Looking after a pet comes with some tasks that are unpleasant but essential. Making your dog throw up in an emergency is one of them. To add insult to injury, the chances are that you’ll have to clean up the mess afterward.
This is true, unconditional love but what makes it much more special is that what lies behind it can end up being life-saving. Find out how and why to induce vomiting in dogs as we check out some of their more dangerous eating habits.
Except under the most extreme circumstances, only make your dog vomit under the guidance of a vet over the phone or video. If at all possible, it is usually better to bring your dog to the vet clinic and induce vomiting there. Inducing vomiting is not a risk-free procedure!
When You Should Make a Dog Throw Up
When it comes to food, most dogs can be like vacuum cleaners. If it looks or smells edible, they’ll eat it. Their definition of edible is very broad- eating, like walks and their owners, is a key passion.
Some things that may look or taste good to us, and our pets, are poisonous to dogs. The big players here are chocolate, the artificial sweetener, Xylitol, along with raisins or grapes but there are other foods that can be toxic too. These include:
- Onions, garlic and chives
- Macadamia nuts, avocados and corn on the cob
Any of these can cause really nasty toxic reactions from kidney and liver failure to intestinal problems and a breakdown of the nervous system. Even if eaten in small quantities these items can also be fatal to dogs when ingested so you must always act straight away.
And, as ever, never give a dog a bone. These can splinter, and cause constipation or a perforation of the gut that can be fatal.
If a dog eats something harmful, it’s possible they may vomit it up themselves. It’s a fast way to get harmful substances out of their body. The best course of action is to consult a vet immediately.
If your dog doesn’t vomit voluntarily, you may need to know how to make your dog throw up safely.
When You Shouldn’t Make a Dog Throw Up
There are exceptions to any rule. So, understanding when not to let your dog throw up can be as important as knowing when to make them vomit. There will be times when getting your dog to throw up is not advisable, even if they swallow something harmful.
If a dog tries to throw up a battery, caustic materials or sharp objects, for example, it could be lethal. The simple act of vomiting could lead to a blockage or perforations.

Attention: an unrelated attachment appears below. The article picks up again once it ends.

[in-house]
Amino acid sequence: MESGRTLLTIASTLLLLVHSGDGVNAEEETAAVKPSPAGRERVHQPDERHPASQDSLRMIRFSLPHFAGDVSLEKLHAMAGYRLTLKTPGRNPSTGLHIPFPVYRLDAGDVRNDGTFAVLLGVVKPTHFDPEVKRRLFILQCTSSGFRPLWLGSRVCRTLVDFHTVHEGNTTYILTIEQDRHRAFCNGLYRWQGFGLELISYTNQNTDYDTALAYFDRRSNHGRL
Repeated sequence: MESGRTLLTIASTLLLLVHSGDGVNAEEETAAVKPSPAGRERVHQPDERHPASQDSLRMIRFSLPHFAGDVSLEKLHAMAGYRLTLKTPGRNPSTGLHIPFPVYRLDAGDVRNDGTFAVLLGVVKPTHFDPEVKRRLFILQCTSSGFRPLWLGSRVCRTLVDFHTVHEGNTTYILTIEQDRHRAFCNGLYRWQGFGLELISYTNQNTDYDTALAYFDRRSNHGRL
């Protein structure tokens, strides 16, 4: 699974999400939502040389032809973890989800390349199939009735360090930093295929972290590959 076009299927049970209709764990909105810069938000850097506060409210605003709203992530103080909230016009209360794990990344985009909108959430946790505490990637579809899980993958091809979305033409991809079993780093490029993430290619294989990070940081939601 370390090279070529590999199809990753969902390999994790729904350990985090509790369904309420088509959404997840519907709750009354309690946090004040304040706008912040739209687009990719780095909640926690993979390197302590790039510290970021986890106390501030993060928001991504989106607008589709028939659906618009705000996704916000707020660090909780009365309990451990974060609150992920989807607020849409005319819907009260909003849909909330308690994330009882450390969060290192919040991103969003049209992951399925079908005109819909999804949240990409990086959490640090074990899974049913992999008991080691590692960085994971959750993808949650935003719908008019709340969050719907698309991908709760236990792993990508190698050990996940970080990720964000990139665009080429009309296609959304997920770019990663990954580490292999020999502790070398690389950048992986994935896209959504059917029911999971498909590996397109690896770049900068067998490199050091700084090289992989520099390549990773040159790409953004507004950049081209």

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It can be particularly dangerous to induce vomiting in brachycephalic (short-nosed) breeds. These include Pekingeses and Pugs. There’s a higher risk of causing aspiration pneumonia. This is a lung infection that can break out if your dog inhales foreign material like food, liquids or its stomach contents. If a toxic substance were to get into the lungs of any dog, a similar danger would apply.
Avoid inducing vomiting if the substance ingested is an irritant such as a disinfectant, white spirit or foaming soap. The same applies to liquids that could damage the lungs like vaseline, paraffin and suntan or baby oil.
If your dog is lethargic, comatose or experiencing seizures, do not induce vomiting.
How to Make My Dog Throw Up in an Emergency
Many websites and some vets might recommend a solution of hydrogen peroxide. There has, however, been evidence that this chemical, like common salt, can be harmful to dogs when swallowed.
It is possible for hydrogen peroxide to cause severe gastritis or inflammation of the stomach. That could lead to ulceration and bleeding. Although rare, pets have died from internal bleeding due to hydrogen peroxide toxicity.
You should certainly never use household chemicals to induce vomiting. The advice is to try safer alternatives. Always follow your vet’s advice.
Before making your dog vomit, it may be a good idea to feed them. Vomiting on a full stomach can often be more effective. This is going to depend on the circumstances and, bear in mind, that this would rule out an endoscopy and could make potential surgery riskier.
Safer Choices to Induce Vomiting in Dogs
To make a dog vomit in an emergency, you could try a solution of bicarbonate of soda, the type used for baking. It contains no harmful chemicals and poses no danger to pets unless ingested in large quantities. Use a maximum of one teaspoonful per cup of water for an average to large-sized dog. ,
Use proportionally less for smaller breeds. Inject the solution into your dog’s mouth using a turkey baster or syringe (without the needle, of course).
An injection of apomorphine would usually be a vet’s first choice as an emetic or something to get a dog to vomit.
This is a highly effective prescription drug, always administered by a professional who would then be able to monitor how it has worked. This is important as no substance that induces vomiting is likely to clear out all the contents of the stomach.
Further Steps to Take
Always stay with your dog while they vomit. Talk to your dog softly and reassuringly. Collect some of the vomit for your vet to analyze. Stop your dog if they try to re-ingest what they have just thrown up.
Watch out for further potential complications and adverse reactions. These could include diarrhea and bloating. Clean the affected areas of your home thoroughly and get your pet to the vet for a full check-up as soon as possible.
When to Talk to a Vet
The ingestion of any toxic substance is never good for a dog. Part of your job as a responsible dog owner is to know which human foods can be harmful and to keep them locked away so that your dog can’t get to them.
The difficulty with even a minor poisoning is that the consequences can be uncertain but sometimes very serious. It’s always best to contact a qualified vet if your dog has eaten something they shouldn’t.
Do you still have any questions about making your dog throw up? Then schedule a video consultation with one of our qualified vets!